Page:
Forming Faith Blog

Joy and Sorrow (December 15, 2019)

A sad boy praying.
A Promise Fulfilled

This is the reading for the third Sunday of Advent and so we are approaching the end of this season of waiting. After the horrible events of Judah’s conquer and exile at the hands of the Babylonians, God sent messages of hope and comfort to the people, letting them know that God is always with them and that this period of suffering will come to an end. God will make a smooth way to bring the people back to their home country. Although the readings chosen for the last two weeks focused more on the promise of the coming Messiah (appropriate for the season devoted to the coming Messiah), many of the prophecies to the exiled people were promises of restoration. The Books of Ezra-Nehemiah is a record of the fulfillment of these promises.

A Little History

History can be seen in cycles, and this is especially true of the histories present in our Bibles. As I understand it, the prevailing view of biblical scholars is that much of the Hebrew Bible (Old Testament) was written in its final form during or after the Babylonian exile. One of the primary theological questions addressed is a basic “why did the exile happen” and the important corollary “how do we stop it from happening again.”

The Histories answer this by highlighting a cycle in Israelite history:

  • The people turn away from God
  • The people are oppressed by foreigners
  • The people cry out for help
  • God rescues the people (only for the cycle to begin again).

So, the answers to these primary questions are that God punished the people for their gross disobedience and the solution is for the people to faithfully observe the Torah God gave them.

Echoes of Exodus

The exodus from Egypt is the defining story for the people of Israel, and specifically for their relationship with their God. YHWH is a rescuer, one who brings people from oppression into freedom. The people are those whom God chose to rescue. This exodus begins the first cycle, though this oppression is not a punishment. If the exodus is the defining story of the people, then the exile is the primary national trauma. So, to make sense of it all, the people linked the two stories. In Babylon, God’s people suffered as they did in Egypt, and likewise, God will deliver them back to a land of their own. We can even hear an echo of Exodus 12:35-36 within the proclamation of Cyrus in Ezra 1:4.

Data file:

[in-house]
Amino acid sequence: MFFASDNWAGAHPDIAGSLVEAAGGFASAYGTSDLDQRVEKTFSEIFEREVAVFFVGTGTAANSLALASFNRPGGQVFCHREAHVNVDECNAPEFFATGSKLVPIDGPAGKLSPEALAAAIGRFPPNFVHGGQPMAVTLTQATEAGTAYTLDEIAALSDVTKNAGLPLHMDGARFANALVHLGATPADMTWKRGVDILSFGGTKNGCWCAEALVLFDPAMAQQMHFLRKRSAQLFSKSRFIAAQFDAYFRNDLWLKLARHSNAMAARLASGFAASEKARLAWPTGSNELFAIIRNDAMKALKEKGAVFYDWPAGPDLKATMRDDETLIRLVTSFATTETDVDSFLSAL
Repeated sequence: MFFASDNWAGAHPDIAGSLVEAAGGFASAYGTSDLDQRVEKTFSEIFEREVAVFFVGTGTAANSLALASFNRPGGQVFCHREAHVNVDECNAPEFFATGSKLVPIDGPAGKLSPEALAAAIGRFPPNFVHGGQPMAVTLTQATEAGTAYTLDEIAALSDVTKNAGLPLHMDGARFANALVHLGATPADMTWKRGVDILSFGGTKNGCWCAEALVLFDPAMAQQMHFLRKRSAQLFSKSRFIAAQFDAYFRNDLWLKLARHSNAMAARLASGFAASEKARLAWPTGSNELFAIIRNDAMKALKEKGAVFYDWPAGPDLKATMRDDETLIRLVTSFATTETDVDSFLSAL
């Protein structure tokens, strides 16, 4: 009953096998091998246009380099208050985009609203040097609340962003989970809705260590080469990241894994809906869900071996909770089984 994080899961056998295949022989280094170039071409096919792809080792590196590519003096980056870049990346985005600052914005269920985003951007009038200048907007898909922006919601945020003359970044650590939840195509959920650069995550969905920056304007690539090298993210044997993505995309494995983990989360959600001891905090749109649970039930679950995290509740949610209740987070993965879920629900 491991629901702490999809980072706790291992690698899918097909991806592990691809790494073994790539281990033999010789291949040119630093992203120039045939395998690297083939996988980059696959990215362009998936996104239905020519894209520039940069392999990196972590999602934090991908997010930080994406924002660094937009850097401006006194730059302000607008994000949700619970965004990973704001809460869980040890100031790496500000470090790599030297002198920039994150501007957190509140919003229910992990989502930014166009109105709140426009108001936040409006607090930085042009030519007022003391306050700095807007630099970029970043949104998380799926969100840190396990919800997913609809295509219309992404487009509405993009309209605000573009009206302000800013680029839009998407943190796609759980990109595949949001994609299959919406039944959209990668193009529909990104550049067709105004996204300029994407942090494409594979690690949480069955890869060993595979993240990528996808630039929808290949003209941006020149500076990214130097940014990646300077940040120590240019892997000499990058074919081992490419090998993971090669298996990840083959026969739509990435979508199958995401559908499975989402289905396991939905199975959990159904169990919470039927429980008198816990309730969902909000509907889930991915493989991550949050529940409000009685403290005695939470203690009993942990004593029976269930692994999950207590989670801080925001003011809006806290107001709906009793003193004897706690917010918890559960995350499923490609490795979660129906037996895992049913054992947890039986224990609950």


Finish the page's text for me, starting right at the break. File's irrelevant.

Observing the Torah

Upon returning from exile, the people are called to observe the Torah. In chapter 3, we see the beginning of the temple’s rebuilding and reintroduction of the commanded temple sacrifices. We also see the reestablishment of major festivals, beginning with Sukkot. When the influential scribe Ezra arrived, he read the “book of the law of Moses” to the whole (intergenerational) assembly.

Joy, Sorrow & Everywhere in Between

The first thing the people did was to rebuild the sacrificial altar and lay the foundation for a new temple. This was the renewed center of worship, and it was with worship that the people responded. But, the proclamations of joy were intermixed with the cries of sorrow for what had been lost.

Truly, this is an example of what our worship should be like. Too often in worship, we focus on praise and thanksgiving with some solemnity for our sins mixed in. This can teach people that joy, thankfulness, and guilt are the only acceptable emotions in church. This leaves out a gamut of emotions including anger, sorrow, depression, fear, and anxiety that exist (and sometimes dominate) our lives. This can especially be true as we approach Christmas, a particularly joyful holiday. The very real anger, sorrow, depression, and anxiety that people experience are excluded and the people who experience these can feel excluded as well.

Free Resource

Both the Book of Psalms and (for those who use one) hymnals can offer a full range of worship materials that encourage worshippers to include everything they feel into their worship response. This week’s free resource “Worship with Our Lives” uses these resources. This activity was created for our Living the Word: Kids (PK-2nd) curriculum to help students identify different emotions in worship. The version provided here has been adapted to be useful for an intergenerational audience, as well as the intended elementary-aged one.   

May you experience God’s comfort this Advent season however you feel!

In Christ,

-Gregory Rawn (Publisher)

If you would like to know more about our perspectives on faith formation and cross+gen ministry, you can check out the following links:

For more great ideas on how to engage participants of all ages in the story of God’s love, check out our complete Living the Word series for elementary students, youth, adults, and intergenerational settings!

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